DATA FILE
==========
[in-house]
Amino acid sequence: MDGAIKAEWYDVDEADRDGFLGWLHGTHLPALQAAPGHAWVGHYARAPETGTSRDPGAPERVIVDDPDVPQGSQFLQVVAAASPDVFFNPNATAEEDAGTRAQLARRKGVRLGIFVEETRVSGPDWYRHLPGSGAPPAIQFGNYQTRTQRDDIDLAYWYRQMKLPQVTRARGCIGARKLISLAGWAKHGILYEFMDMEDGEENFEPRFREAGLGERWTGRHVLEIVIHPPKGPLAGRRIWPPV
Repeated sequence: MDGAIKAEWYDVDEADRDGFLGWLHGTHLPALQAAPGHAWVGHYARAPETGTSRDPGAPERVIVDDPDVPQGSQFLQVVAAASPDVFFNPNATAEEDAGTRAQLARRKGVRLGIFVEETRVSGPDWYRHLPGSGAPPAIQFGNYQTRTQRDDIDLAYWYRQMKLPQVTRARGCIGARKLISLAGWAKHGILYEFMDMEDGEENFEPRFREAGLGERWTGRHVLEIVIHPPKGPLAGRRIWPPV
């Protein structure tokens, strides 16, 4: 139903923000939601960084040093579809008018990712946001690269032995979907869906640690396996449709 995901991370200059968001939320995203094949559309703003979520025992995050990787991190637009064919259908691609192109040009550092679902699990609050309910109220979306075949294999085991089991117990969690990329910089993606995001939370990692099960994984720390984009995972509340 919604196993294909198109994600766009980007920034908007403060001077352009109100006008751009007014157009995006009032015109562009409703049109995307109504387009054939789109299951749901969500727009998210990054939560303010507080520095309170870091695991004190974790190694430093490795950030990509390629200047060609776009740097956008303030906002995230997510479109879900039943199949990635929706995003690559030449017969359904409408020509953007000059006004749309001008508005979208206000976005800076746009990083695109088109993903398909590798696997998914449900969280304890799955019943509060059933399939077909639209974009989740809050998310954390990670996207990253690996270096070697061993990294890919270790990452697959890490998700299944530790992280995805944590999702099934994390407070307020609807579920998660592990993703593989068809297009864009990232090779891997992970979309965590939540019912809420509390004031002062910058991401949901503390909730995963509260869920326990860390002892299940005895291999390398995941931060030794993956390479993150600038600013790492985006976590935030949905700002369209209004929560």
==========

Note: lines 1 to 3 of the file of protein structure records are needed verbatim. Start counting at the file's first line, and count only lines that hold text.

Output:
[in-house]
Amino acid sequence: MDGAIKAEWYDVDEADRDGFLGWLHGTHLPALQAAPGHAWVGHYARAPETGTSRDPGAPERVIVDDPDVPQGSQFLQVVAAASPDVFFNPNATAEEDAGTRAQLARRKGVRLGIFVEETRVSGPDWYRHLPGSGAPPAIQFGNYQTRTQRDDIDLAYWYRQMKLPQVTRARGCIGARKLISLAGWAKHGILYEFMDMEDGEENFEPRFREAGLGERWTGRHVLEIVIHPPKGPLAGRRIWPPV
Repeated sequence: MDGAIKAEWYDVDEADRDGFLGWLHGTHLPALQAAPGHAWVGHYARAPETGTSRDPGAPERVIVDDPDVPQGSQFLQVVAAASPDVFFNPNATAEEDAGTRAQLARRKGVRLGIFVEETRVSGPDWYRHLPGSGAPPAIQFGNYQTRTQRDDIDLAYWYRQMKLPQVTRARGCIGARKLISLAGWAKHGILYEFMDMEDGEENFEPRFREAGLGERWTGRHVLEIVIHPPKGPLAGRRIWPPV